A house is just a place to keep your stuff while you go out and get more stuff. -- George Carlin

The year 2017 is around the corner. Even though it hasn't started yet, I have an idea of what my biggest money regret of 2017 will be -- and it may be surprising, as it doesn't sound that financial. My biggest money regret of 2017 is likely to be... having too much stuff.

Image source: Getty Images.

I recently bought a house and am starting the process of organizing my belongings and paring them down so that they fit into the house. This is making me realize more than ever how having too many possessions is a poor financial practice -- in many ways. Here are some of the ways that having too much stuff costs me money, and how it can cost you more than you realized, too.

Purchase prices

The most obvious way that having too much stuff can be a financial regret is simply because just about all our stuff has cost us something. I have way more books than I'm ever likely to read, and though I've cut back on my purchases, I still buy another book or two now and then. Over the years I bought lots of DVDs of movies and TV series that I wanted to see or have seen, loved, and may want to see again. Of course, I'm now living in the era of streaming, and much of that content is now available to stream whenever I want. I have plenty of clothes to wear, and plenty of clothes that I rarely seem to wear, and yet I still occasionally buy a new item of clothing. If I survey the mass of possessions in my house, I see many items that I really don't need -- and most of them cost me money.

Storage costs

Before I moved into this new home, I spent a few years in a home that couldn't accommodate all my stuff. So I did what many people in such a situation do: I rented a storage unit. That cost me more than $100 per month -- more than $1,200 per year -- just to contain belongings that I rarely visited or used. That $1,200-plus could easily have been spent in more productive ways, such as on travel, education, or supporting charities that are fighting poverty around the world.

Home size

Knowing that I have so much stuff -- so many books, DVDs, CDs, clothes, files of papers, souvenirs, and so on -- influenced the houses I considered buying and the house I bought. If I'd had fewer possessions, I would likely have looked at somewhat smaller homes that cost somewhat less. I would have ended up with a smaller down payment and smaller mortgage payments. Heck, I might even have opted for the charming house by the water that had no basement!

Image source: Getty Images.

Moving costs

Another cost of having too much stuff only rears its ugly head when it's time to change where you live: moving costs. Since I had so much stuff, it cost a lot more than it had to to move. More than one truckload was needed, the workers had to work longer, and the bill was steeper than I had hoped it would be.

Savings lost

It can often seem like all the stuff sitting around in basements and attics and garages has little value and isn't worth selling at a yard sale. That might be true, but you have more options than that. Some items can be sold on Craigslist, and even though you might only fetch, say, $25 to $50 for some bookcases or chairs or rugs or desks, if you sell enough of them, you might net $1,000 or more. Many items can also be donated, and if you donate them to a qualifying organization, such as your local Goodwill or Big Brothers Big Sisters of America, you can deduct their fair market value on your tax return. Sample values are available online. For example, here are some fair market values for some items, per Goodwill:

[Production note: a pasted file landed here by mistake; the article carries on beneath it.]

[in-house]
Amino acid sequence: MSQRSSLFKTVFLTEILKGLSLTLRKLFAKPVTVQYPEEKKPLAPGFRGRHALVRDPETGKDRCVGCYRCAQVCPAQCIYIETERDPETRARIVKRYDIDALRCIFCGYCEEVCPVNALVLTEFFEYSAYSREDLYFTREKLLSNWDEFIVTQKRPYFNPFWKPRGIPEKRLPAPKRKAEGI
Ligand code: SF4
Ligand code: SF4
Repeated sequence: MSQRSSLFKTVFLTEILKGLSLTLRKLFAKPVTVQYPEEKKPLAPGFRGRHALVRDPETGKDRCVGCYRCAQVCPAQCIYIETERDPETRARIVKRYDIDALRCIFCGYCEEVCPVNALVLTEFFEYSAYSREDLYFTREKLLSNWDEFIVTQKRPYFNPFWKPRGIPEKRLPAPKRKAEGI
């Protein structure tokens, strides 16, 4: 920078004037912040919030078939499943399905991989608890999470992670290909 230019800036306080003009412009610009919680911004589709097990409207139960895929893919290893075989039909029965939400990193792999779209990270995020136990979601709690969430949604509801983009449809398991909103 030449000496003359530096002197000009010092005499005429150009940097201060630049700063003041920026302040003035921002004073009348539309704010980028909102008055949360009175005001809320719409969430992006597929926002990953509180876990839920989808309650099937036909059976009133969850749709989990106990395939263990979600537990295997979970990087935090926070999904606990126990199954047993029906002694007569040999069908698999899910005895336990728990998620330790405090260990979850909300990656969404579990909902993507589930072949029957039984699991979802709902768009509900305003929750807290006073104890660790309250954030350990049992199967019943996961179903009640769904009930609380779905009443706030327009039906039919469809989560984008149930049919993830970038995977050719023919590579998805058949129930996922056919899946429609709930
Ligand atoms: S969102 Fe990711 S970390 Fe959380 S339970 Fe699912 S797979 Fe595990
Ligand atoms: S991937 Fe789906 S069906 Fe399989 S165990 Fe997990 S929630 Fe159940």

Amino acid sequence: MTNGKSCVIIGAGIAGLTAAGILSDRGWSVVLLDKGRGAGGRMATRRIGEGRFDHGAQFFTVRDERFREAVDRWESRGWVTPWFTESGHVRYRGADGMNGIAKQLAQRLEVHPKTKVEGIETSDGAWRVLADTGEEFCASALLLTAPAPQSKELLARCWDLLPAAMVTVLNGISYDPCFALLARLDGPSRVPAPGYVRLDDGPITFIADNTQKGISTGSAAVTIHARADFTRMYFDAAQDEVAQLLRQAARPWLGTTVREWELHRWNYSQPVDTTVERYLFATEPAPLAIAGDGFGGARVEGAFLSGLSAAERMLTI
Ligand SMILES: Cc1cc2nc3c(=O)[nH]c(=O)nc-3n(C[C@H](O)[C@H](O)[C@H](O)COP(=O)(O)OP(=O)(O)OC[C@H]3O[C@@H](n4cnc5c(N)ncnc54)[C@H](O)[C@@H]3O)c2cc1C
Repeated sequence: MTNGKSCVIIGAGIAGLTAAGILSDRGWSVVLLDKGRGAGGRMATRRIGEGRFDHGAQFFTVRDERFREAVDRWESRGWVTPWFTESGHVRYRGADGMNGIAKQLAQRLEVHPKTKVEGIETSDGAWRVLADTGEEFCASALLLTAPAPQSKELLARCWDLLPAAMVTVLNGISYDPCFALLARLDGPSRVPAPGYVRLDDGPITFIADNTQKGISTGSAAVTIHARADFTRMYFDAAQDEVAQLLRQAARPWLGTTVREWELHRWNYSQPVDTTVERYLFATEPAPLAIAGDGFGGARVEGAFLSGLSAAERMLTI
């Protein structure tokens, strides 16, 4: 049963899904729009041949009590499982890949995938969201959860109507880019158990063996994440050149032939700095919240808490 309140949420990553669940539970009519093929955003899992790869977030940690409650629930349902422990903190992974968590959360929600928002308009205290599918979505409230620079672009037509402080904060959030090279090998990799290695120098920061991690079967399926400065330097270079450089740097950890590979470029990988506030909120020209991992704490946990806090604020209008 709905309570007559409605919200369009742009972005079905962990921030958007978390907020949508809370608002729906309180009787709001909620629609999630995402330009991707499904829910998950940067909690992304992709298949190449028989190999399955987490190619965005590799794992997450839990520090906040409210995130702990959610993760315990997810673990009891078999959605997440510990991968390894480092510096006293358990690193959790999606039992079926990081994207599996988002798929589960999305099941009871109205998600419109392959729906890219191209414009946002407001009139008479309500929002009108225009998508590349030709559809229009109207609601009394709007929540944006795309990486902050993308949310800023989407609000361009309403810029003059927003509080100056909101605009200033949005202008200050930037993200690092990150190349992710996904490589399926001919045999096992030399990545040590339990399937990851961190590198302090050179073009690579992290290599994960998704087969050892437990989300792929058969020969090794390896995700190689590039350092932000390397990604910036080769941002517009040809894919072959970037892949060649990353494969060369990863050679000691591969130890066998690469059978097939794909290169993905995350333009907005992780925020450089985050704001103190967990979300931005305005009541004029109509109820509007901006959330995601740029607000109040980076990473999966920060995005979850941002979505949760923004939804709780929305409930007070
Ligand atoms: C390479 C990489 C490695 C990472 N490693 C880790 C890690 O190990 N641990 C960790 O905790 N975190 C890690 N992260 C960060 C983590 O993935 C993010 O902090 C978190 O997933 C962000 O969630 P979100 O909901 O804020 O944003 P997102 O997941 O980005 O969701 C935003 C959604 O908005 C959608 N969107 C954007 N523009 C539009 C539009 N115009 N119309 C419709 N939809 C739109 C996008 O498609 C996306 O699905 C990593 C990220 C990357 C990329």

Item category

Value range,

depending on condition

2-piece suit

$5 to $96

Women's dress

$6 to $26

Men's pants

$4 to $23

Children's shoes

$3 to $10


$3 to $14


$40 to $395

Vacuum cleaner

$5 to $70


$1 to $10

Data source: goodwillnne.org.

Those seemingly small values can add up. If you donate 20 shirts, 10 pairs of pants, 10 sweaters, 10 pairs of shoes, 4 suits, and a few pieces of furniture, you can easily end up with tax deductions worth $1,000 or more. If you're in the 25% tax bracket, you're looking at $250 in reduced taxes. Many of us can probably come up with far more clothes and other items to donate than that. I have started making trips to a local drop-off center and have several receipts worth hundreds of dollars.

Investments lost

Finally, consider what might have been. If I hadn't spent so much on stuff, I'd have had more money in my accounts and more money would likely have gone into my investments. If I'd donated many items sooner, I'd have paid less in taxes and would have been able to invest more money. If I'd not spent several thousand dollars on a storage unit... again, more could have gone to my retirement savings. Here's how much you might accumulate over certain periods if you can free up certain sums each year and invest them, earning an average annual return of 8%:

Saved and invested annually

Over 10 years at 8% grows to:

Over 20 years at 8% grows to:

Over 30 years at 8% grows to:













Calculations by author.

Clearly, my habit of collecting books and movies and clothes and other items has cost me -- a lot. As I pare down my belongings in 2017, I hope that having too much stuff won't be a regret in 2018. If you're saddled with lots of stuff, too, think about whether you want to do something about it.